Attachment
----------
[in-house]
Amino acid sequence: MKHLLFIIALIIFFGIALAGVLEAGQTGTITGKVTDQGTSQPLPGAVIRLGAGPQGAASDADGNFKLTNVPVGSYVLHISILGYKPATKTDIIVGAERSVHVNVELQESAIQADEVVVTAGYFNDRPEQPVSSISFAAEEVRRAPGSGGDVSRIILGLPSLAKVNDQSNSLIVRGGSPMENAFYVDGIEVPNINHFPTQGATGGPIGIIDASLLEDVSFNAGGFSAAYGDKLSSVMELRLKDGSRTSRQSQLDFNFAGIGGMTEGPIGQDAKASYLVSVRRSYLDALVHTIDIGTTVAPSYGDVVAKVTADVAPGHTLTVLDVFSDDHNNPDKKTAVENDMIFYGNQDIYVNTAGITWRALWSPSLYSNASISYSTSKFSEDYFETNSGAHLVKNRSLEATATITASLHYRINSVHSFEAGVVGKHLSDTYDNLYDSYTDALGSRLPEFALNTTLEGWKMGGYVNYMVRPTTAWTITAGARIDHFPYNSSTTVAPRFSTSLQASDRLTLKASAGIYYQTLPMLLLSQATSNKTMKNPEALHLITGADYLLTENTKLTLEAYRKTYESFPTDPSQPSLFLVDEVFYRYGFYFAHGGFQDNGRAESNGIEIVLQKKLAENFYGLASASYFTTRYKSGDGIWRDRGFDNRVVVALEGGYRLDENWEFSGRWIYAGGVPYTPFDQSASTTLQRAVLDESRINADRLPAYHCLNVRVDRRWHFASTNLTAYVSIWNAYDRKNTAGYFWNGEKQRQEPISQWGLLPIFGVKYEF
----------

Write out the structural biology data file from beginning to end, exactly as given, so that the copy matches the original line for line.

[in-house]
Amino acid sequence: MKHLLFIIALIIFFGIALAGVLEAGQTGTITGKVTDQGTSQPLPGAVIRLGAGPQGAASDADGNFKLTNVPVGSYVLHISILGYKPATKTDIIVGAERSVHVNVELQESAIQADEVVVTAGYFNDRPEQPVSSISFAAEEVRRAPGSGGDVSRIILGLPSLAKVNDQSNSLIVRGGSPMENAFYVDGIEVPNINHFPTQGATGGPIGIIDASLLEDVSFNAGGFSAAYGDKLSSVMELRLKDGSRTSRQSQLDFNFAGIGGMTEGPIGQDAKASYLVSVRRSYLDALVHTIDIGTTVAPSYGDVVAKVTADVAPGHTLTVLDVFSDDHNNPDKKTAVENDMIFYGNQDIYVNTAGITWRALWSPSLYSNASISYSTSKFSEDYFETNSGAHLVKNRSLEATATITASLHYRINSVHSFEAGVVGKHLSDTYDNLYDSYTDALGSRLPEFALNTTLEGWKMGGYVNYMVRPTTAWTITAGARIDHFPYNSSTTVAPRFSTSLQASDRLTLKASAGIYYQTLPMLLLSQATSNKTMKNPEALHLITGADYLLTENTKLTLEAYRKTYESFPTDPSQPSLFLVDEVFYRYGFYFAHGGFQDNGRAESNGIEIVLQKKLAENFYGLASASYFTTRYKSGDGIWRDRGFDNRVVVALEGGYRLDENWEFSGRWIYAGGVPYTPFDQSASTTLQRAVLDESRINADRLPAYHCLNVRVDRRWHFASTNLTAYVSIWNAYDRKNTAGYFWNGEKQRQEPISQWGLLPIFGVKYEF